Political deadlock

If parties do not reach common ground on how to vote out Mariano Rajoy, Spain could face political deadlock as Cuidadanos will not be willing to support the ruling party so that no legislation will be able to be passed. Remember, in 2016 Rajoy lost his absolute majority in parliament and has relied on Cuidada nos and PNV support to pass legislation since then.

Conclusion

In any cases, the ability of Rajoy to finish his term until 2020 is in serious doubt, increasing the chance to see snap elections in Spain. The uncertainty would likely consist in how and when the election is called. Having said that, there are increasing chances to see early elections in both Spain and Italy. But while in Italy the concern is that fresh elections could deliver an even stronger mandate for Italy’s anti-establishment, eurosceptic politicians, in Spain snap elections are likely to result in a hung parliament, albeit one with a pro-European stance.

A no-confidence motion could see the downfall of the government of Mariano Rajoy. But unlike Italy, any new election should not alter the pro-euro slant of the Spanish parliament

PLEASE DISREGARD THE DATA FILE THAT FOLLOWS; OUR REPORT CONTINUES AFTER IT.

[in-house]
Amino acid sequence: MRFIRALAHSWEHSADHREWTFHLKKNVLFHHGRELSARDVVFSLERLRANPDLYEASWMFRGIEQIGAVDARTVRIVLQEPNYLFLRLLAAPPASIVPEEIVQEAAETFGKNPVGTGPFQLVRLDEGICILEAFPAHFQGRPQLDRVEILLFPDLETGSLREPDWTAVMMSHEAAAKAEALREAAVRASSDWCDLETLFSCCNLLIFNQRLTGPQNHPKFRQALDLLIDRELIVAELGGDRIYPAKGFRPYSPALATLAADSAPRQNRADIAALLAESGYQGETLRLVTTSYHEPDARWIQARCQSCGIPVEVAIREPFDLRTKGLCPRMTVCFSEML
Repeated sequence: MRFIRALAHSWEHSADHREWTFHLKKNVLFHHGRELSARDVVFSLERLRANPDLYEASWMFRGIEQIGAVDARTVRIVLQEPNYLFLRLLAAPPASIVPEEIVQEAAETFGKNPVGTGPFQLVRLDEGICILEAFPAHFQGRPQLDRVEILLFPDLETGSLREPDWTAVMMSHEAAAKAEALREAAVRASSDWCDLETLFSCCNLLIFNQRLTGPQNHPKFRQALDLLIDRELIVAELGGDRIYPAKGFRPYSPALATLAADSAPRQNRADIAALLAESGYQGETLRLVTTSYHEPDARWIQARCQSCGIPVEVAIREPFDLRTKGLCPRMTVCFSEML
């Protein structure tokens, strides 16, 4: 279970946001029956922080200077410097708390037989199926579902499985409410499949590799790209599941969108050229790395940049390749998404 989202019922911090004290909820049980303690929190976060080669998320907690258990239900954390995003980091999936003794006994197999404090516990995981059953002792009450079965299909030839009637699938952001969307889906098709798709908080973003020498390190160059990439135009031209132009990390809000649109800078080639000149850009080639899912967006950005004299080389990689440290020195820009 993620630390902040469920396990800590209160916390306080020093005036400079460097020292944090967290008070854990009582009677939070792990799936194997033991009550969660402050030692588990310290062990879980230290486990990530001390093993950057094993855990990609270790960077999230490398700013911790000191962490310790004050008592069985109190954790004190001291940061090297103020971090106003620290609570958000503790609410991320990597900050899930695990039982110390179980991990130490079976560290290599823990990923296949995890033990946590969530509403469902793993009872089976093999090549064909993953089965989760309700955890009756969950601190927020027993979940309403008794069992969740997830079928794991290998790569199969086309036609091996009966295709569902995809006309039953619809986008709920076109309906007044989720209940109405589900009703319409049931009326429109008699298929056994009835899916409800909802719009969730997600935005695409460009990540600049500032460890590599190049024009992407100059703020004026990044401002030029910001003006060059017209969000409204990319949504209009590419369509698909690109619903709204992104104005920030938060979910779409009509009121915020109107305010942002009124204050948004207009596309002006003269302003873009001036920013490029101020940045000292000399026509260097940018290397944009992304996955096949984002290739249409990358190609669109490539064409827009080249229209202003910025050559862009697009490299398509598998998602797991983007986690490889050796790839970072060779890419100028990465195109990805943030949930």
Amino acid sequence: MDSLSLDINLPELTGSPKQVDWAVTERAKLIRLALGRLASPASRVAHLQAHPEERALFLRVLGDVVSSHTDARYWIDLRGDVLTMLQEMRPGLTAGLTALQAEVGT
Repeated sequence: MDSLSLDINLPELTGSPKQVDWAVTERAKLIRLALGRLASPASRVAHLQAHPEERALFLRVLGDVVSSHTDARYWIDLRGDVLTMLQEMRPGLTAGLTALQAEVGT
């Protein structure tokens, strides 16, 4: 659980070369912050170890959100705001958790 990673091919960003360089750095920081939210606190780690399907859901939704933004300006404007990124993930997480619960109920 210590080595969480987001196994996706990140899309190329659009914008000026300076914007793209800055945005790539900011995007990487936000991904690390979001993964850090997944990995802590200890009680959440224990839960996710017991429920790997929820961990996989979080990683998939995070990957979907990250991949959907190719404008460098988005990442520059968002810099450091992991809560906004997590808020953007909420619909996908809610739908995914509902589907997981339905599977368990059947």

Last Friday, Spain’s main opposition party, the Socialist party (PSOE) filed a no confidence vote against Prime Minister Mariano Rajoy. The debate will start on May 31 with a vote probably on June 1.

All major opposition parties are calling for Rajoy to step down. Rajoy survived a no-confidence vote in June 2017 called by Podemos, but this time is different. The motion comes just after a high court found Rajoy’s Popular Party (PP) guilty of involvement in a bribes-for-contracts network and the credibility of Mariano Rajoy’s own testimony was called into question.

It is still unclear how Socialist leader Pedro Sánchez will manage to secure the 176 votes required for the no-confidence motion to succeed. Sanchez will have no trouble securing votes from Podemos (67 seats) but he still need more support. Cuidadanos, the fourth-largest presence in the Spanish parliament, wants to unseat Rajoy but does not back the Socialist’s no-confidence motion. That said, all major opposition parties agree on the need to vote out Mariano Rajoy and to call snap elections. The disagreement is on how to do it.

Read full report here

Full story here
Nadia Gharbi
Nadia Gharbi is economist at Pictet Wealth Management. She graduates in Université de Genève, Les Acacias, Canton of Geneva, Switzerland Do not hesitate to contact Pictet for an investment proposal. Do not hesitate to contact Pictet for an investment proposal. Please contact Zurich Office, the Geneva Office or one of 26 other offices world-wide.